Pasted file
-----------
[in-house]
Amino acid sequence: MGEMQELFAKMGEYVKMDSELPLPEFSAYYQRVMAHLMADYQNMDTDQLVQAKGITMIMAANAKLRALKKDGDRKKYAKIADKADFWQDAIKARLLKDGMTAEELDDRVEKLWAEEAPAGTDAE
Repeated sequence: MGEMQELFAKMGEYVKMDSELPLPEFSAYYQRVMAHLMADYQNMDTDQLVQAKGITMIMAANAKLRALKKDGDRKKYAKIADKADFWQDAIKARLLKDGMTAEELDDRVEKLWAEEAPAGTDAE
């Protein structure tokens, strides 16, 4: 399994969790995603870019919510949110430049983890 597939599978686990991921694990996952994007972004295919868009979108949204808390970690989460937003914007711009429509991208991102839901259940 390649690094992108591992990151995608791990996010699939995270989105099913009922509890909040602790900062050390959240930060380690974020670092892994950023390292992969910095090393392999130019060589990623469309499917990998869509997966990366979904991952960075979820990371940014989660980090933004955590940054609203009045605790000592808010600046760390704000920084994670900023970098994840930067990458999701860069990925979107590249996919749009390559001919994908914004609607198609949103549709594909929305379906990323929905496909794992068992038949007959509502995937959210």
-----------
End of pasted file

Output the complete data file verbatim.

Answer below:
[in-house]
Amino acid sequence: MGEMQELFAKMGEYVKMDSELPLPEFSAYYQRVMAHLMADYQNMDTDQLVQAKGITMIMAANAKLRALKKDGDRKKYAKIADKADFWQDAIKARLLKDGMTAEELDDRVEKLWAEEAPAGTDAE
Repeated sequence: MGEMQELFAKMGEYVKMDSELPLPEFSAYYQRVMAHLMADYQNMDTDQLVQAKGITMIMAANAKLRALKKDGDRKKYAKIADKADFWQDAIKARLLKDGMTAEELDDRVEKLWAEEAPAGTDAE
């Protein structure tokens, strides 16, 4: 399994969790995603870019919510949110430049983890 597939599978686990991921694990996952994007972004295919868009979108949204808390970690989460937003914007711009429509991208991102839901259940 390649690094992108591992990151995608791990996010699939995270989105099913009922509890909040602790900062050390959240930060380690974020670092892994950023390292992969910095090393392999130019060589990623469309499917990998869509997966990366979904991952960075979820990371940014989660980090933004955590940054609203009045605790000592808010600046760390704000920084994670900023970098994840930067990458999701860069990925979107590249996919749009390559001919994908914004609607198609949103549709594909929305379906990323929905496909794992068992038949007959509502995937959210």